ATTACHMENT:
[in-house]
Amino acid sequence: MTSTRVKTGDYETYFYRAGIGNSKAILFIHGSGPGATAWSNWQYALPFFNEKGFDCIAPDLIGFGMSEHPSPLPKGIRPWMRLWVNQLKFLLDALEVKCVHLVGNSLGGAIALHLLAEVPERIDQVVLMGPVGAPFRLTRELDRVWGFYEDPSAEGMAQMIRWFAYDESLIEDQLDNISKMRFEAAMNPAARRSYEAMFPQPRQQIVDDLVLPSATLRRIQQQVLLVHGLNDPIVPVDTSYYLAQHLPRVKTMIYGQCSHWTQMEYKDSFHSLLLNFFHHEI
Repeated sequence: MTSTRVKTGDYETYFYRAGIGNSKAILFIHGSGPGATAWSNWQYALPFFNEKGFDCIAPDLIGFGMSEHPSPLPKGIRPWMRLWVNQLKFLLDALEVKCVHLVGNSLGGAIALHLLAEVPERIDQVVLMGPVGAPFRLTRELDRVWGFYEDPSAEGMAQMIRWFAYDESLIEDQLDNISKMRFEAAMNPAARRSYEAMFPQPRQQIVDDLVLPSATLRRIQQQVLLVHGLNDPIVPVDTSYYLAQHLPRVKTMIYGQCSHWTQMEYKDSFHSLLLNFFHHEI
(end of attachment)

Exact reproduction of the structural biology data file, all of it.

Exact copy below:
[in-house]
Amino acid sequence: MTSTRVKTGDYETYFYRAGIGNSKAILFIHGSGPGATAWSNWQYALPFFNEKGFDCIAPDLIGFGMSEHPSPLPKGIRPWMRLWVNQLKFLLDALEVKCVHLVGNSLGGAIALHLLAEVPERIDQVVLMGPVGAPFRLTRELDRVWGFYEDPSAEGMAQMIRWFAYDESLIEDQLDNISKMRFEAAMNPAARRSYEAMFPQPRQQIVDDLVLPSATLRRIQQQVLLVHGLNDPIVPVDTSYYLAQHLPRVKTMIYGQCSHWTQMEYKDSFHSLLLNFFHHEI
Repeated sequence: MTSTRVKTGDYETYFYRAGIGNSKAILFIHGSGPGATAWSNWQYALPFFNEKGFDCIAPDLIGFGMSEHPSPLPKGIRPWMRLWVNQLKFLLDALEVKCVHLVGNSLGGAIALHLLAEVPERIDQVVLMGPVGAPFRLTRELDRVWGFYEDPSAEGMAQMIRWFAYDESLIEDQLDNISKMRFEAAMNPAARRSYEAMFPQPRQQIVDDLVLPSATLRRIQQQVLLVHGLNDPIVPVDTSYYLAQHLPRVKTMIYGQCSHWTQMEYKDSFHSLLLNFFHHEI